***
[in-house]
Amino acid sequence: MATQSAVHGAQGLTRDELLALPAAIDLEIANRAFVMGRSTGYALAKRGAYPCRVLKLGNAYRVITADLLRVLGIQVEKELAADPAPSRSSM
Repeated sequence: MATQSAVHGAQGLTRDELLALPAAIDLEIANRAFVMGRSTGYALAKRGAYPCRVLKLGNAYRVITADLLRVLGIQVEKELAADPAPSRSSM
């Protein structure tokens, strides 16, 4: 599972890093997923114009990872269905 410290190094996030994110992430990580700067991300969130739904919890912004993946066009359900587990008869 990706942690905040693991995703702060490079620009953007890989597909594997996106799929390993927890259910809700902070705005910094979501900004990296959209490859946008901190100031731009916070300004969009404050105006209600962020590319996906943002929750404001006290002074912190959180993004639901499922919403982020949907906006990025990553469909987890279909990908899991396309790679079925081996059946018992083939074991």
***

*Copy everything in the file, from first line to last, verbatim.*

[in-house]
Amino acid sequence: MATQSAVHGAQGLTRDELLALPAAIDLEIANRAFVMGRSTGYALAKRGAYPCRVLKLGNAYRVITADLLRVLGIQVEKELAADPAPSRSSM
Repeated sequence: MATQSAVHGAQGLTRDELLALPAAIDLEIANRAFVMGRSTGYALAKRGAYPCRVLKLGNAYRVITADLLRVLGIQVEKELAADPAPSRSSM
């Protein structure tokens, strides 16, 4: 599972890093997923114009990872269905 410290190094996030994110992430990580700067991300969130739904919890912004993946066009359900587990008869 990706942690905040693991995703702060490079620009953007890989597909594997996106799929390993927890259910809700902070705005910094979501900004990296959209490859946008901190100031731009916070300004969009404050105006209600962020590319996906943002929750404001006290002074912190959180993004639901499922919403982020949907906006990025990553469909987890279909990908899991396309790679079925081996059946018992083939074991």